Tag Archives: Gretchen Rubin

enter the critic

“But instead of spending our lives running towards our dreams, we are often running away from a fear of failure or a fear of criticism.”
― Eric Wright
The Happiness Project (2009)

Here’s a post by Gretchen Rubin on criticism.    What lessons can you learn?

It’s easy to talk first and listen later.  The price is often much higher when we listen after the fact.    How often are you forming a response to what someone is saying and missing the essence of what they have said?   We spend so much time thinking  about what to respond with that  we fail to hear their words.

What happens when someone critiques you?   Do you immediately go on the defensive?  Do you shutdown and stop listening?   Do you start preparing a message to defend your position?   Most people do just that, they are not listening they are preparing a defense and missing out on the importance of the information being shared.    Next time try a different approach and listen to what is being said.   Understand the real issue.   Is there something you can learn?  Is the information useful to you?

It is easier to respond when someone is criticizing you than it is to step back for a few seconds and think about what was being said.   The first reaction to criticism is to respond like a tiger is attacking you.    Ask yourself if what is being said is really threat.   What is really happening?   Understand what is triggering your emotions.   To engage your higher order thinking means to take five seconds or so to shift the automatic response to a cognitive thought process and respond with a well thought out statement.   Try it and see what happens.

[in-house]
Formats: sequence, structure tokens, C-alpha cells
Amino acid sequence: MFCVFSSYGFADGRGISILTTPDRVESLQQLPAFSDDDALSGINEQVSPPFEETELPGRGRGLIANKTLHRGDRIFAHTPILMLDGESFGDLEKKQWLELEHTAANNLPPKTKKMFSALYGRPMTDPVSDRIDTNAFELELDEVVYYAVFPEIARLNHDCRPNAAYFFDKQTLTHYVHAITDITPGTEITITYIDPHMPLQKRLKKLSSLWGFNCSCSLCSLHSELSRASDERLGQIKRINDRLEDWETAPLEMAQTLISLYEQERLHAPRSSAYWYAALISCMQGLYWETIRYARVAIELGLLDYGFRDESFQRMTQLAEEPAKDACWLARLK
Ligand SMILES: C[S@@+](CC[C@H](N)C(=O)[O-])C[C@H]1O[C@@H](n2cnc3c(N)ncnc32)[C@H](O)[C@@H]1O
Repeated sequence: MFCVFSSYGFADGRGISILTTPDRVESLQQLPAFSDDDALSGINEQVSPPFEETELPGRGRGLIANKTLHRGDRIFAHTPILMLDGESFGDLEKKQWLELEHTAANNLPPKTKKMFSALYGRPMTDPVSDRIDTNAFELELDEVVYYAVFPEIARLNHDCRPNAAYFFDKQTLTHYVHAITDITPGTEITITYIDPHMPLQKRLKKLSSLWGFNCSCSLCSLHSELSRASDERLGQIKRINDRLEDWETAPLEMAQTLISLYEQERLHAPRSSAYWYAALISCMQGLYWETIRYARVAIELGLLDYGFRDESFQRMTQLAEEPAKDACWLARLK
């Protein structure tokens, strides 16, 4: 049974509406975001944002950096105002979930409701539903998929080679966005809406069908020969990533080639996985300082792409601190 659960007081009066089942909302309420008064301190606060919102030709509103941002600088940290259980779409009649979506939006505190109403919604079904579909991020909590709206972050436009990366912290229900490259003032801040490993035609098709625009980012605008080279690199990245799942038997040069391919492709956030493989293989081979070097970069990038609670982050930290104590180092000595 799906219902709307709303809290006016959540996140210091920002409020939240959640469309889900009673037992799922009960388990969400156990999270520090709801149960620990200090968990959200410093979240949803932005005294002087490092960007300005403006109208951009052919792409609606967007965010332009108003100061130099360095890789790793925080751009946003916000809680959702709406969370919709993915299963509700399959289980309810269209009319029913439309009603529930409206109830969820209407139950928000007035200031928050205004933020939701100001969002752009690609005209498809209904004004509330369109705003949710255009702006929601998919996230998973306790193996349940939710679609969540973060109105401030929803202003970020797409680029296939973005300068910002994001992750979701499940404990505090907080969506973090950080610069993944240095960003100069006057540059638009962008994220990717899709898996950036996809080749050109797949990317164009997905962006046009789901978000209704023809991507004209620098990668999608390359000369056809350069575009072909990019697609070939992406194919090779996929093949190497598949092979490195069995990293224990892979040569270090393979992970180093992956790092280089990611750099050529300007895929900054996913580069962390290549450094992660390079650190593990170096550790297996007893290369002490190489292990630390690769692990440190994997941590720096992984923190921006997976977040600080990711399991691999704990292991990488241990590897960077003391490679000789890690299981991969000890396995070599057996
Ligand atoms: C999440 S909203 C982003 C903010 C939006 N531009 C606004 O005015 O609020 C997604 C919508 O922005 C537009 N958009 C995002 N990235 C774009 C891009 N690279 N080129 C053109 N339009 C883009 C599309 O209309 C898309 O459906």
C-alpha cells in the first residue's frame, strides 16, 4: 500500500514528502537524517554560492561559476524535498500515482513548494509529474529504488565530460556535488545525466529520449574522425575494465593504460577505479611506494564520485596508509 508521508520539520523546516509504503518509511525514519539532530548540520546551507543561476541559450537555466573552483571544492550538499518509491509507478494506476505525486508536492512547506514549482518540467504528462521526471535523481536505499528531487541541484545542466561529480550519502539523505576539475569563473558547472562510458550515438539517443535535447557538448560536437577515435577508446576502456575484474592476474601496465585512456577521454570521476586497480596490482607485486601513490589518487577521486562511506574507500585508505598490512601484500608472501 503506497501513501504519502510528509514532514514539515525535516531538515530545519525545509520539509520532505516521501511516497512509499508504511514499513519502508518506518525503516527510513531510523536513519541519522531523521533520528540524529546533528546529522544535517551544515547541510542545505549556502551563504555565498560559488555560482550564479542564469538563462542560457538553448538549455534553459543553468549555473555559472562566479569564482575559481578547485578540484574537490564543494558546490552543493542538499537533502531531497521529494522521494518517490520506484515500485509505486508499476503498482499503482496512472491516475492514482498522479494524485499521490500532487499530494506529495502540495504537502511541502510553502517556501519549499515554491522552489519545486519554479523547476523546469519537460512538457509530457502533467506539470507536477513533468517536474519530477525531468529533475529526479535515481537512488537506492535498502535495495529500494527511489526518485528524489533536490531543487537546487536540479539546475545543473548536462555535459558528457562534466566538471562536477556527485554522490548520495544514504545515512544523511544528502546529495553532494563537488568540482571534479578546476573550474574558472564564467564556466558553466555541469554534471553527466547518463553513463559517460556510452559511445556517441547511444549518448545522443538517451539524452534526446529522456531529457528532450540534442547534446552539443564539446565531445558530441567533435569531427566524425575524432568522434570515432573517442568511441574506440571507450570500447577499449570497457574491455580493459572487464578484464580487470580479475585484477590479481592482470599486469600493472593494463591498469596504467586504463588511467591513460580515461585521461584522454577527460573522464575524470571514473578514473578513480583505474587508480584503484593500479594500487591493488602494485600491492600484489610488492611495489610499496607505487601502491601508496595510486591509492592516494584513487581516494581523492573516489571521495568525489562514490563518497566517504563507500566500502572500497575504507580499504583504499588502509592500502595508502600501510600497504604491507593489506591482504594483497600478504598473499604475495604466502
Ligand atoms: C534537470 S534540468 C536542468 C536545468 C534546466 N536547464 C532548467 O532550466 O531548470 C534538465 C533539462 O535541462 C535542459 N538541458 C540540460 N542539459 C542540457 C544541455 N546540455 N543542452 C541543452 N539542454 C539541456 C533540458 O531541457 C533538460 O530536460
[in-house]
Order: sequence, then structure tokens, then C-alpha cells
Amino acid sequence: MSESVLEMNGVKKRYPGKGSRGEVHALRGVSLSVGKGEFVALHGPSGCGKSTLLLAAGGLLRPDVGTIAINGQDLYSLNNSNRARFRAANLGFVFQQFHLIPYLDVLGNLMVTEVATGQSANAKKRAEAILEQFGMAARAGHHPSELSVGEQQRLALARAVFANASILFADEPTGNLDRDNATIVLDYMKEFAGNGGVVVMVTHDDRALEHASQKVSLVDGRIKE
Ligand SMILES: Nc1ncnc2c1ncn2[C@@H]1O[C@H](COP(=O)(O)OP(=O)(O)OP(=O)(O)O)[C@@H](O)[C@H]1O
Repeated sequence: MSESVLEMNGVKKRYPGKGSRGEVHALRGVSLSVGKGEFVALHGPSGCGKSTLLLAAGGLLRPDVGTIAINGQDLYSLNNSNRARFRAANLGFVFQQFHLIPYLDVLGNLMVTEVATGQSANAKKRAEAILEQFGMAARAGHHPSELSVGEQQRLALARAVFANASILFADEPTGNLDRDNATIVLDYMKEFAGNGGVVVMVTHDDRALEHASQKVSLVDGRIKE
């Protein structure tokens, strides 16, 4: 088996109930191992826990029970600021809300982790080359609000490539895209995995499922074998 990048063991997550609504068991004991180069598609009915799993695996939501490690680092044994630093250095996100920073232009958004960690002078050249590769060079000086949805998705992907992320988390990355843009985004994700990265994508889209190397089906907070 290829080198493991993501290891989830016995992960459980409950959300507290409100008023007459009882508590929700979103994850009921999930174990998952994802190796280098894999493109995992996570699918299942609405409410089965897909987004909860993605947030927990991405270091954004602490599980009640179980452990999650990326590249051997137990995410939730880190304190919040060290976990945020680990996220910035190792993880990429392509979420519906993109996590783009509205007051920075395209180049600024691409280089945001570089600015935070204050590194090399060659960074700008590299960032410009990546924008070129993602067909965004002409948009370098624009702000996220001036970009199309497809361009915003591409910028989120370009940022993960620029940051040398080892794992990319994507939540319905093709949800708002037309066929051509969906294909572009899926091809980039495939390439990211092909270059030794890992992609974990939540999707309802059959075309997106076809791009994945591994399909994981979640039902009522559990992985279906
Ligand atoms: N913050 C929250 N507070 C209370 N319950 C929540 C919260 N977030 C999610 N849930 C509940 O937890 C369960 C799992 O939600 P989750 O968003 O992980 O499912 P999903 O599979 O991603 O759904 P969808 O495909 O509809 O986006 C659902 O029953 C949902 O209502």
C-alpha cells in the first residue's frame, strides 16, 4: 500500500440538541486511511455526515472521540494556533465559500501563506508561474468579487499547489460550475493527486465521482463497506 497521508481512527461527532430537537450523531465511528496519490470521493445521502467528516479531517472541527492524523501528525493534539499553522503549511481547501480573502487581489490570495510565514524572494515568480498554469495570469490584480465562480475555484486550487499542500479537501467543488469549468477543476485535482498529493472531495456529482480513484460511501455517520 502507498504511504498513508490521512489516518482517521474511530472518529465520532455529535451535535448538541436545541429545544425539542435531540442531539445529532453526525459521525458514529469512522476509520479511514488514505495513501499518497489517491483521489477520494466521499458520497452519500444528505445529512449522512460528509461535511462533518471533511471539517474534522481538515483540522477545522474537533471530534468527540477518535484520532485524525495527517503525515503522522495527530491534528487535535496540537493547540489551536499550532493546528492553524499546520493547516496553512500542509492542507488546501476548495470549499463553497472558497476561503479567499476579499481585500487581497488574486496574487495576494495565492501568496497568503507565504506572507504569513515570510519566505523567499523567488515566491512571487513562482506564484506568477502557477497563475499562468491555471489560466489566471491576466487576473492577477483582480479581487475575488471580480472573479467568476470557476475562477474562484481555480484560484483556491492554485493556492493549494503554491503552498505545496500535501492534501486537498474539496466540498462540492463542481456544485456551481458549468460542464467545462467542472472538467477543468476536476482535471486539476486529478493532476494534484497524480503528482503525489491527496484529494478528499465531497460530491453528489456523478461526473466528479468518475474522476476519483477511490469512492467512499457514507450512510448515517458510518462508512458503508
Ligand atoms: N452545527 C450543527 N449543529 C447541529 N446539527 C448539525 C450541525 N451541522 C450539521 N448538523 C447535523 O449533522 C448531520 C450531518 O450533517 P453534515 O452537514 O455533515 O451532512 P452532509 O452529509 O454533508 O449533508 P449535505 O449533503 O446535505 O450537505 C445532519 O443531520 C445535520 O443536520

Being willing to admit that you made a mistake if you did make one.   Be accountable and responsible for your actions and that will reduce the intensity of any criticism.  If you understand how the mistake was made you can correct it and offer that as a solution to the critic.  Make it easy on yourself and make it easier for the other person.   Make it a win-win outcome.
You can learn more about Gretchen here.

Create your own happiness project

Gretchen Rubin the author of “The Happiness Project” has a new happy project ready to launch in American stores, “Happiness at Home”.    Projects that you can do to increase your own happiness.   Happiness isn’t something that happens to us, it is something we create within ourselves.

Listen to Gretchen provide some happiness hints.  Getting started on being happier is something that you can do and it doesn’t cost a lot.   Becoming happier might mean giving something up, something that is energy draining.

Maybe your one of those people who for whatever reason gets stuck and delays doing the work you know you should do.   How do you get out of that rut of procrastination, here’s a tip.

The idea is to generate some fun ways to get excited about life everyday.  Small happiness moments that can elevate your mood and your view of life.    Thinking positive or in positive ways cultivates creative activity and creative activity provides benefits.   Negative thinking is often destructive and energy robbing and doesn’t generate much in benefits.   So why not change your way of thinking and put more time into building momentum for creative events in your life.

Start generating more happiness in your life today.   If you can’t do it by yourself hire a coach to work with you so that you can start living that life you really want to live.   Happiness matters.